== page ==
Dedicated to John O'Donahue (1956-2008)
Meister Eckhart's vision of religion is remarkably beautiful and simple. This enlightened master strips away the unpleasant and tedious bits of religious dogma and turns them into a mystical harmonious song. For the most part, Christian religion or rather its supposed spokespersons tend to focus on grave matters, such as penance, suffering and death.
There is often too much emphasis on the pain and suffering that Jesus had to endure to wash away our endless and never-ending sins, alongside the harsh judgments that God will bestow upon us in the afterlife, the everlasting burning flesh and spirit that would await us if we stray from the righteous path. In fact, God's eyes and ears are always following us at every turn of life, evaluating and judging every thought that crosses our minds, while at any moment he that giveth can taketh it all away.
These views if believed and harbored upon fervently may make a sane person psychotic. The fear of God is incited within each of us, and we are told that we are worthless sinning machines that basically do not deserve his gracious love. In fact, to most of us, this god seems distant, high up there beyond the clouds, and he often turns a deaf ear to our pleas and desires.
But this is not Meister Eckhart's view and interpretation of religion. In fact, his God is always present, never far away from us. It depends on our willingness and decision to have contact and a personal relationship with him. All this time he is always there, either inside of us or at the door, waiting for us to invite him in. And he would never refuse an invitation even if it came from the lowliest and most sinful persons.
Eckhart's views on sin are not tragic, heavy or pessimistic compared to mainstream religion. God is both fair and loving and looks beyond the multitude of sins we may have committed. In fact, the most important thing is to be at peace with oneself and to disregard sins, acts of repentance, and atonement. Even a sinner or criminal who fully accepts their punishment as fair and just is blessed in the eyes of Eckhart's God.
Such a view is uplifting because it is all-embracing and inclusive. The focus here is less on one's actions, the Catholic idea of good works and acts of repentance, but rather one's inner life. It is there that one can have a meaningful relationship with God; it is there where the true Church of God exists within each living being.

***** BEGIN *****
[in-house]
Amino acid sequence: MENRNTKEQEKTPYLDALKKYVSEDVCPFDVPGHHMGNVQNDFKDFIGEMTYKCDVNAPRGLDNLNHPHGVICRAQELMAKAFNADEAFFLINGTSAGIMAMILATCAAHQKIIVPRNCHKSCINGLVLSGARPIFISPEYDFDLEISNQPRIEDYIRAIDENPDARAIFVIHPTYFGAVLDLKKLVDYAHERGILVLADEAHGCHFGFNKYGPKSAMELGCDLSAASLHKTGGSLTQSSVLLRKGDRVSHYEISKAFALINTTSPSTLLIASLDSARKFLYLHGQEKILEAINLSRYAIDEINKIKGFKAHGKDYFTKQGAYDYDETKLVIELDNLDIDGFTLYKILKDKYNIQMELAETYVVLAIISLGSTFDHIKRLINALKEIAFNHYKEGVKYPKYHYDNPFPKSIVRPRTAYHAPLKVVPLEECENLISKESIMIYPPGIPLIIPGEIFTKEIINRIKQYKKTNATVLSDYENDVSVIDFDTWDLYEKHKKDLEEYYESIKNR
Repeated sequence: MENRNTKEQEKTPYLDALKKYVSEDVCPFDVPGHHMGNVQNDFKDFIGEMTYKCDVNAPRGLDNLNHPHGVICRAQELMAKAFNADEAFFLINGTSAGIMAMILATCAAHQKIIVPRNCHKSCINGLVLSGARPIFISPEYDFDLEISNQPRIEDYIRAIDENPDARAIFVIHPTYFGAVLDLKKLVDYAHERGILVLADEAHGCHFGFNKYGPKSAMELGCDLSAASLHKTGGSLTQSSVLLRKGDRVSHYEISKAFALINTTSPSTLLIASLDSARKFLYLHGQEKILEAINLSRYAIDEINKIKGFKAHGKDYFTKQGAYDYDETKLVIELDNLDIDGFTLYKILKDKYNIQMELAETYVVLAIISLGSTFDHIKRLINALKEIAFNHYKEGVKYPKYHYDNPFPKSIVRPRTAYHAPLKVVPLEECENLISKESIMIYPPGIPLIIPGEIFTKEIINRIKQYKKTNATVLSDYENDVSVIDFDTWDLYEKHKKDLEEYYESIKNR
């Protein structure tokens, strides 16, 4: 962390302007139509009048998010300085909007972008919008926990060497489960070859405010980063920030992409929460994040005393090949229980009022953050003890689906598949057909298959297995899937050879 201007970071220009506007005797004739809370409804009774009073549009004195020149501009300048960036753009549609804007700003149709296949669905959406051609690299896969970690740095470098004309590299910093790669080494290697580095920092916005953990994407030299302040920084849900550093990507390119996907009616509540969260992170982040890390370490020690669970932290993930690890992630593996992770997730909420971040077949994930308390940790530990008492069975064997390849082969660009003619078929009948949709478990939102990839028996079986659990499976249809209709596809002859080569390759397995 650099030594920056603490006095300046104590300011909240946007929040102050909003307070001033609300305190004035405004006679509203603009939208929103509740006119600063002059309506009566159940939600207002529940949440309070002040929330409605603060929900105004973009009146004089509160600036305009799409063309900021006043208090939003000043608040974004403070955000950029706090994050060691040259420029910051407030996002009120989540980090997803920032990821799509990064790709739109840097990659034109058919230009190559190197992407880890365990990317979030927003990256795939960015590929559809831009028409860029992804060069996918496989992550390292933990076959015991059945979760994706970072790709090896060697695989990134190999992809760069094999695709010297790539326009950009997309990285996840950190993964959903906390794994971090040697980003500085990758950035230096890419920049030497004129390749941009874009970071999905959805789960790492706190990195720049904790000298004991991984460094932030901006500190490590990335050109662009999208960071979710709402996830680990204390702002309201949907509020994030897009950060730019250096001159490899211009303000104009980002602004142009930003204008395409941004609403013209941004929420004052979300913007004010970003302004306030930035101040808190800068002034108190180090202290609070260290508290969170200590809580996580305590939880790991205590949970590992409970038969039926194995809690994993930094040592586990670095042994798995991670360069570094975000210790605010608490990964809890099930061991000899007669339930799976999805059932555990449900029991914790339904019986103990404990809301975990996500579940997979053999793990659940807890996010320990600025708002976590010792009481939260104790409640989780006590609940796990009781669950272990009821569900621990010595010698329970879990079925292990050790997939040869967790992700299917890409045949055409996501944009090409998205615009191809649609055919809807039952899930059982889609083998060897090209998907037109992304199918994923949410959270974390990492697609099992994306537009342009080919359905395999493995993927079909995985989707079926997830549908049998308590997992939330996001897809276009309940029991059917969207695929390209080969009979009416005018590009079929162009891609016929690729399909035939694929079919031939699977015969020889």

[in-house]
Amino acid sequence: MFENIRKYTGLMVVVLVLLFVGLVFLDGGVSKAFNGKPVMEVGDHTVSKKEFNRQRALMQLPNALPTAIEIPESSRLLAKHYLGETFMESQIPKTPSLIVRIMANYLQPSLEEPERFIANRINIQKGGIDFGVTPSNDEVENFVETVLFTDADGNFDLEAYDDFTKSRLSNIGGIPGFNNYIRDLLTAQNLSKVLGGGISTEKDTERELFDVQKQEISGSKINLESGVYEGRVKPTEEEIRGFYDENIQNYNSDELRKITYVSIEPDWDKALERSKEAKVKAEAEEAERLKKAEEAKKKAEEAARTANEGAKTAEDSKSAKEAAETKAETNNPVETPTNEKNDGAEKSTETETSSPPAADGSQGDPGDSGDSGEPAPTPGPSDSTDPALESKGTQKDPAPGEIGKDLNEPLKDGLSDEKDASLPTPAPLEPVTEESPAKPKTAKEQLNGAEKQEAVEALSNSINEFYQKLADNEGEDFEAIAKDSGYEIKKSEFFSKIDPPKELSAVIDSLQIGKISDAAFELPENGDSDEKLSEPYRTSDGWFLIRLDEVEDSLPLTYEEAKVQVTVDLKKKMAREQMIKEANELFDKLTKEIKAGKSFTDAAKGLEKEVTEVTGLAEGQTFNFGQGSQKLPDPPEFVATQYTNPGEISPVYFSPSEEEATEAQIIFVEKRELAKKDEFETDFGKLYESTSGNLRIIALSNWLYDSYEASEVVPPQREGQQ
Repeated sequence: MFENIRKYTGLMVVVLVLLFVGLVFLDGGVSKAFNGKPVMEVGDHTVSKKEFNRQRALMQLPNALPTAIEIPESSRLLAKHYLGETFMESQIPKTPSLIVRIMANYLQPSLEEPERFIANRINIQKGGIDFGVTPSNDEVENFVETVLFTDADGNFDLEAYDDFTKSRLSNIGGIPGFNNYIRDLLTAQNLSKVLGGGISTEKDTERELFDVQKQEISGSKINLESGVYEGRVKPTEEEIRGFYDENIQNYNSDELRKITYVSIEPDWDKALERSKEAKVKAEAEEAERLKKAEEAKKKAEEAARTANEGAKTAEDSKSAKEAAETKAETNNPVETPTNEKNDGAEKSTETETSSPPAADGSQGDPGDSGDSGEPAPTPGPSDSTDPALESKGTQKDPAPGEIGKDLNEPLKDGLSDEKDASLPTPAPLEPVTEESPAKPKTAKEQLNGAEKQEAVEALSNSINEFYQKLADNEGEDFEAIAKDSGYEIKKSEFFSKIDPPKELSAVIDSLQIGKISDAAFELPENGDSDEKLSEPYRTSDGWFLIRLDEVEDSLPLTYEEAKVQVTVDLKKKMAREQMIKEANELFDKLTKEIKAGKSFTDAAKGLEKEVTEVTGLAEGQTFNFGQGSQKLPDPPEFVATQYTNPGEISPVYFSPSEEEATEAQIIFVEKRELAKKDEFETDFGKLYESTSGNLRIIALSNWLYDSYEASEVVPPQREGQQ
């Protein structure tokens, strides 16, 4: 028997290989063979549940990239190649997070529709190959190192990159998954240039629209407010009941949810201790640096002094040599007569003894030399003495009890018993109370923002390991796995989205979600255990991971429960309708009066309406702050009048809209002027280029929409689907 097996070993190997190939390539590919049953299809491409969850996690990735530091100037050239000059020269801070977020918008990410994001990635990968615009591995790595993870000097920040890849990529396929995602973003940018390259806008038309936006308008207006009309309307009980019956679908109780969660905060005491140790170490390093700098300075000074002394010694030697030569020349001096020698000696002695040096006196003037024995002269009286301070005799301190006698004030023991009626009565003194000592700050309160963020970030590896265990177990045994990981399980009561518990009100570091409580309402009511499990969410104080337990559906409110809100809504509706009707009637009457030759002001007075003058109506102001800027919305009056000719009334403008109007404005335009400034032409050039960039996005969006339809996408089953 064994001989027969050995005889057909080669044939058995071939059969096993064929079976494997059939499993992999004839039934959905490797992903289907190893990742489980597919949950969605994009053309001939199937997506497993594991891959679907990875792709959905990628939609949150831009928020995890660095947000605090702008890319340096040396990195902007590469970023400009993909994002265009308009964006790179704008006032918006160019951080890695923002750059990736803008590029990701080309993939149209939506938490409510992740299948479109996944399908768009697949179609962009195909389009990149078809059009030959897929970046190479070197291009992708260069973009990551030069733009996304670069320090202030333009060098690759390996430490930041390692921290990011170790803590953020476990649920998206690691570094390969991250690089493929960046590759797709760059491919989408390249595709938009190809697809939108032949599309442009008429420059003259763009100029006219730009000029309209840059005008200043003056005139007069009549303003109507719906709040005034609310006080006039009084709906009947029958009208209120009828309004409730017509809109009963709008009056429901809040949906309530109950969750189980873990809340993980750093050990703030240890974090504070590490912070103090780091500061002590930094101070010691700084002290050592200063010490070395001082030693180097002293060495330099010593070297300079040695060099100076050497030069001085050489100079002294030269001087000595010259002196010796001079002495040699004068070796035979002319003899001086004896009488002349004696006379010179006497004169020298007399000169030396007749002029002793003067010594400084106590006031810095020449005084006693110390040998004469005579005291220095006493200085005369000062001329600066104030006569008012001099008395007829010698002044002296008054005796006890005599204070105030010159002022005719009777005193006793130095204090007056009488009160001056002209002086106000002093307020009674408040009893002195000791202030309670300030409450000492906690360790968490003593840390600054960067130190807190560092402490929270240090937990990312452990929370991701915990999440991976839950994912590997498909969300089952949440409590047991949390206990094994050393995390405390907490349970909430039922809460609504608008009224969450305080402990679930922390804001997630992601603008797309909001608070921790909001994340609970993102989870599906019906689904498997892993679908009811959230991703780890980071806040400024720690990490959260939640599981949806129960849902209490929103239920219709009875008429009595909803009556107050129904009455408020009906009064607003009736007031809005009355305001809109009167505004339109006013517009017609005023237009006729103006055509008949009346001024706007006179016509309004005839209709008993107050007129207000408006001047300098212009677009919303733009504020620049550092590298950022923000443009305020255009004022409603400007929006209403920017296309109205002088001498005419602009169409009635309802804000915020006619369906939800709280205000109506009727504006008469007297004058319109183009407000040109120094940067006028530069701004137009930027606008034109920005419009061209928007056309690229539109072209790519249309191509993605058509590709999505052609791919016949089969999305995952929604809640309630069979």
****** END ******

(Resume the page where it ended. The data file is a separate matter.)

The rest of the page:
In fact, Eckhart's views are Buddhist when it comes to the sense of detachment. He says we need to be poor, not in terms of giving away all our wealth, but rather in spirit. We need to “empty” ourselves of all that is impeding a meaningful relationship with God, that could be, for instance, our own selfish wishes and desires, or our greediness and constant quest for pleasure and gratification; instead we ought to accept and fill ourselves to the brim with God.
Because when we embrace God, our will unites in his. In a mystic sense, God and I become one, the same way husband and wife are meant to be of one flesh. In such a state, everything becomes a gift and a blessing of God, as he knows, tailors and measures everything, good and bad, according to each individual need and capacity.
For example, not everyone is supposed to be or can be a saint. God will give you what you can handle and not overburden you with what is beyond your capabilities. We would need to accept and embrace what he gives us, both the good and bad because either becomes divine when it has come into contact with God.
Eckhart gives a beautiful metaphor involving food. He says we may feel that certain food is good and bland according to our taste buds. But when you are imbued with the light of God, then your taste buds become like his and everything will “taste” divine. You will master bouts of suffering equally well and easily as you do with periods of happiness. Your feet may be grounded on the earth but the face of your spirit is always looking towards heaven. And this applies to every single human being on this planet.
As we can see, Eckhart's view is of an upbeat, loving and personal God, someone who does not impose himself upon us, who does not burden us with rules and laws of obedience, someone who neither punishes nor strikes back. It is rather a God that is there for us in times of need and in times of happiness, who always has an open ear and heart to our conditions, and who is always and everlastingly present and close by.
Postscript: It had been my intention to share this piece of writing with the late John O'Donahue, who apart from being a poet was also an expert in Eckhart's “cathedral of thought.” In fact, his foreword to Eckhart's collection of sermons that I was reading was impressive and put many of Eckhart's views in clear perspective urging me to want to share my ideas with him.
Unfortunately, he has left us and all too soon. So I would like to dedicate this post to him. John claims that the soul is our “door to the divine,” and I believe that he has passed through it to be where the vast silence of Being is voiced.